As the OP stated earlier, the onboard RAID on these m/bs is not true hardware RAID. I took it that he was using the onboard RAID (which several people describe as software RAID) rather than Windows software RAID.

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#8
August 12, 2013 at 08:10:03
Not trying to start anything here.. Normally nForce500 series let you configure hardware raid via the BIOS / NVIDIA RAID utility.

Anyways quick look at the motherboards user manual (section 5.4) from here shows that yes, it does support hardware raid: http://www.asus.com/Motherboards/M2...

Now you may need a firmware update, but it was my understanding the nforce 500 series (and prior nforce4) supported hardware raid out of the box. Its the OP's choice to utlize! GL!

www.standby-it.com


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#9
August 12, 2013 at 08:19:53
I'm with ijack on this one. I've yet to see this level of motherboard (ie: not a server mobo) that had anything but software RAID built onto it. While it works, software RAID is never as good as hardware.

I haven't tried to expand a RAID 5 on a software RAID controller. Your best bet at finding out if this one is capable is to contact the manufacturer and get the info straight from the horses mouth. I'd also ask for a procedure guide if it is possible.

Doing and image of your RAID (if possible) prior to attempting to expand it is also an excellent idea....just in case something goes wrong.

If it were me, I'd spend money on a NAS (I did) rather than going software RAID on an older computer. I have an older PC with an ASUS A8N-SLI Deluxe mobio that also has a software RAID controller on it and I bought a NAS instead of using it. The NAS has a hardware RAID and is much more reliable.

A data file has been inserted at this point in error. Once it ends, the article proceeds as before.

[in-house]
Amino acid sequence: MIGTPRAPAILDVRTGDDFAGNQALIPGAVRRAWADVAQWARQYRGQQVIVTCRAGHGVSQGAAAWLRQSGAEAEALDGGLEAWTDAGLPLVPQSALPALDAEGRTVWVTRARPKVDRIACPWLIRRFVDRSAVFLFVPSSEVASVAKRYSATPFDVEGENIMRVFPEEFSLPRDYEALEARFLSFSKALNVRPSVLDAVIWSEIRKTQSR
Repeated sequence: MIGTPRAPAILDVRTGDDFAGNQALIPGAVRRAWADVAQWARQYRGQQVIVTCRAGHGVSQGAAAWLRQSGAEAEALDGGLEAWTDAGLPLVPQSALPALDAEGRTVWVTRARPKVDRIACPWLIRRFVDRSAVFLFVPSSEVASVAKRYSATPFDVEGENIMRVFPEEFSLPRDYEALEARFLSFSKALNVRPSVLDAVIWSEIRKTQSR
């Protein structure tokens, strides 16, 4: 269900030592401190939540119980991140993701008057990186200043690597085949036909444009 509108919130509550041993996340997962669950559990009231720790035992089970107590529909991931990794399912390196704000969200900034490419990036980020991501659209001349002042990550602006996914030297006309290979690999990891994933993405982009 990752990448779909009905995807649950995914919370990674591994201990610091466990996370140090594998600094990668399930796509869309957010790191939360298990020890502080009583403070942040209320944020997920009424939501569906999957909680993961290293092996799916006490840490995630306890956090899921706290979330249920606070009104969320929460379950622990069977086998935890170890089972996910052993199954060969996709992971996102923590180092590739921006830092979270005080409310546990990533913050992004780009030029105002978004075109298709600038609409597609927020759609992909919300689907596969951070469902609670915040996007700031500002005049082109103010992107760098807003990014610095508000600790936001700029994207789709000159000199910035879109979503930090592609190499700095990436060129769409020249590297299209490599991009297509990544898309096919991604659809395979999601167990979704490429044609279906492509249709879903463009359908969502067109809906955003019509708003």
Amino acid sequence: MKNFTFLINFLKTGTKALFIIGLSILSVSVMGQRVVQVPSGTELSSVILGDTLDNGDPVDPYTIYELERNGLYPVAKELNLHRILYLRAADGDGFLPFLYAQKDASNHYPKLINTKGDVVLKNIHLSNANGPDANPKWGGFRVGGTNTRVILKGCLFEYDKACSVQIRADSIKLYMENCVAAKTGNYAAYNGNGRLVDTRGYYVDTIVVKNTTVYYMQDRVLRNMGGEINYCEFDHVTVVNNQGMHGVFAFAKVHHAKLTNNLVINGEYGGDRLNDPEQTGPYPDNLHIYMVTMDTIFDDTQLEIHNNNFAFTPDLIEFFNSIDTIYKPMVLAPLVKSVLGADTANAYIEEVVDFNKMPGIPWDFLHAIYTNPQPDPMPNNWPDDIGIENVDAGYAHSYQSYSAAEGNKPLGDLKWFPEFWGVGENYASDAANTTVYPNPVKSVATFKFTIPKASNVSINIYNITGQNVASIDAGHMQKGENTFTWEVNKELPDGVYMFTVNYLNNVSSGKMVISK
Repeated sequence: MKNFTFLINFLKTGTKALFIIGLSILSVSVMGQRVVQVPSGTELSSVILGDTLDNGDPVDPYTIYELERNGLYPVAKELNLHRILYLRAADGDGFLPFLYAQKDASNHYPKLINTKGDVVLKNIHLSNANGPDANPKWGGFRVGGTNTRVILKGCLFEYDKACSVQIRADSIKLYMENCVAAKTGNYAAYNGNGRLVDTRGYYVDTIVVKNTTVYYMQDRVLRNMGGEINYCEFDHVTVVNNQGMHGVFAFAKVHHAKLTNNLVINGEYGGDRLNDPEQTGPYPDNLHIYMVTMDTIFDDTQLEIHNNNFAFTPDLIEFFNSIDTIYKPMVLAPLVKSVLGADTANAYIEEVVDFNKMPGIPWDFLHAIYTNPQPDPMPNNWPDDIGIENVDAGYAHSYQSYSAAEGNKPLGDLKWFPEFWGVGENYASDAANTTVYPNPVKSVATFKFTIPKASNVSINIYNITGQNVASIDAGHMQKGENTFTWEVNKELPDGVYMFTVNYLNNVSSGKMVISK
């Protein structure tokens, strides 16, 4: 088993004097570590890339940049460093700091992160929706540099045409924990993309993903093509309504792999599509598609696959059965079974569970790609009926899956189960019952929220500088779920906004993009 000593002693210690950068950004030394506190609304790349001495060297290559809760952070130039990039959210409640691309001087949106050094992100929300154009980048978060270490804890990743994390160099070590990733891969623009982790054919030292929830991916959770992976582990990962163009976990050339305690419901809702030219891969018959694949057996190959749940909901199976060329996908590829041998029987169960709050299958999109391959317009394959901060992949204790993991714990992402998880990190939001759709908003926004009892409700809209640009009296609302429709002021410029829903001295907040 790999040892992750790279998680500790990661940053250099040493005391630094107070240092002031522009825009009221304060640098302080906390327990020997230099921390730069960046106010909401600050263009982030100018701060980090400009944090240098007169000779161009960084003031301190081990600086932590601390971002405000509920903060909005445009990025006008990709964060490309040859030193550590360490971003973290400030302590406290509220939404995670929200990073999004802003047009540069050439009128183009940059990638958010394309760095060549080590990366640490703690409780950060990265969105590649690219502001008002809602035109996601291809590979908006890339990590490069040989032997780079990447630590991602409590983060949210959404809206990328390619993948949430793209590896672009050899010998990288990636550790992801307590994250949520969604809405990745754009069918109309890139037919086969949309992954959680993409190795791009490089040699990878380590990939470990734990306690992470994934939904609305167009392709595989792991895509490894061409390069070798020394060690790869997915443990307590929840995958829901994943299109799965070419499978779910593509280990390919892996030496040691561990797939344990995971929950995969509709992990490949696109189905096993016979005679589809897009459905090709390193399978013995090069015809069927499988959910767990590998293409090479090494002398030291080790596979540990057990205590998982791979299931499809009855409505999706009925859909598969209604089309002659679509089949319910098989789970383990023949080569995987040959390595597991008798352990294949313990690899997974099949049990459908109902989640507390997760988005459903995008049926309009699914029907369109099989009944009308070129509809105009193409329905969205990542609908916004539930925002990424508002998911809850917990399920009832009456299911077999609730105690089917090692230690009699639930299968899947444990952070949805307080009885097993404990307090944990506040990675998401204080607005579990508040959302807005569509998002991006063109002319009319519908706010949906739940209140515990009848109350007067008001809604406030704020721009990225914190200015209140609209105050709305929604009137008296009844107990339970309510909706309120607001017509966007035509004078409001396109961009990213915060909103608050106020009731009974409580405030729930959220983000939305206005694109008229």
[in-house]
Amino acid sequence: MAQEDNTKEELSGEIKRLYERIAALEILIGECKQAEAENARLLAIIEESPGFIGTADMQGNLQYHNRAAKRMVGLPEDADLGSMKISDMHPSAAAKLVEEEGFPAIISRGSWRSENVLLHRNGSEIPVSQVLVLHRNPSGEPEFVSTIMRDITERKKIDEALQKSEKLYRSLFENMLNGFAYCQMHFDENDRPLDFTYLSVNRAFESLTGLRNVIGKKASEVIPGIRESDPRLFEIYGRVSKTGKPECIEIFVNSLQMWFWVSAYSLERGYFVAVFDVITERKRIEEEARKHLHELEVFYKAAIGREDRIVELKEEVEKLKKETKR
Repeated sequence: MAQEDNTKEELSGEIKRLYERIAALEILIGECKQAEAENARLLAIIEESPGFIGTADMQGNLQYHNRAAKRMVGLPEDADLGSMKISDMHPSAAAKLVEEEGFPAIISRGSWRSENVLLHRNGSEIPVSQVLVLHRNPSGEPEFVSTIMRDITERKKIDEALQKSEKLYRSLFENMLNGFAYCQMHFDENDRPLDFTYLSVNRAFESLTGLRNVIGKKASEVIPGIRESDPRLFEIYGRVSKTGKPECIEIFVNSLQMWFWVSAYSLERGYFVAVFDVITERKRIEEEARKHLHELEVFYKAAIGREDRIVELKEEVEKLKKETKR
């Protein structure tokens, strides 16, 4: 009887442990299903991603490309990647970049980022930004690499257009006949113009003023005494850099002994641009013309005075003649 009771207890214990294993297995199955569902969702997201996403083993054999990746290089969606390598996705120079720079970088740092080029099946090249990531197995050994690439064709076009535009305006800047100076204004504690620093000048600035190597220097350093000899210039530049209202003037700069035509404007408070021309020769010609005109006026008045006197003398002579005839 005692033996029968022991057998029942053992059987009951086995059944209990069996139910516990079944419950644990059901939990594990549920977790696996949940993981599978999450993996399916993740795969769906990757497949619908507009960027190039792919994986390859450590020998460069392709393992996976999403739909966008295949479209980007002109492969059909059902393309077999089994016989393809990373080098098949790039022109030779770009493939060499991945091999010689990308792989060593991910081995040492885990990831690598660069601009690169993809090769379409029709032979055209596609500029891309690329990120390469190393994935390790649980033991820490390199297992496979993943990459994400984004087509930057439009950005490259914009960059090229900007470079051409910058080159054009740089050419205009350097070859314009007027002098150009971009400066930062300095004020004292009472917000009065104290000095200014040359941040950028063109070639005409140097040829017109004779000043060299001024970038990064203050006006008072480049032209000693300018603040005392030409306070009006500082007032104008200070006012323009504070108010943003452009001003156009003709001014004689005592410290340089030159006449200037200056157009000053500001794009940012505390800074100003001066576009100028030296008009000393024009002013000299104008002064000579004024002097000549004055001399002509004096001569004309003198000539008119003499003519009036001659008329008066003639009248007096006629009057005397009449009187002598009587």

It matters not how straight the gate,
How charged with punishments the scroll,
I am the master of my fate;
I am the captain of my soul.

***William Henley***


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#10
August 12, 2013 at 08:24:56
You can get very good performance, and redundancy, by forgetting conventional RAID and using ZFS. This means running Solaris, FreeBSD, FreeNAS, or nas4free (which is the one I chose). It also helps to have plenty of RAM.

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#11
August 12, 2013 at 12:25:18
I have looked in the bios and I do have a Nvidia raid utility but I didn't know that this motherboard would actually do hardware Raid, in connection with ijack I have got a freenas box running that is basically acting as a time machine for the Mac, and that drive is in ZFS the PC that I have my raid on does everything, it is my streaming media server, DHCP, DNS, and VPN server as well as Domain controller. I know I have put rather a bit to much on it's little shoulders but it has been running for a couple of years now and "touch wood" it is fine. I used to have everything on different machines but my elecric company tried to put my bill up as they thought I was a commercial building! but the raid is filling up quickly with Music and Videos,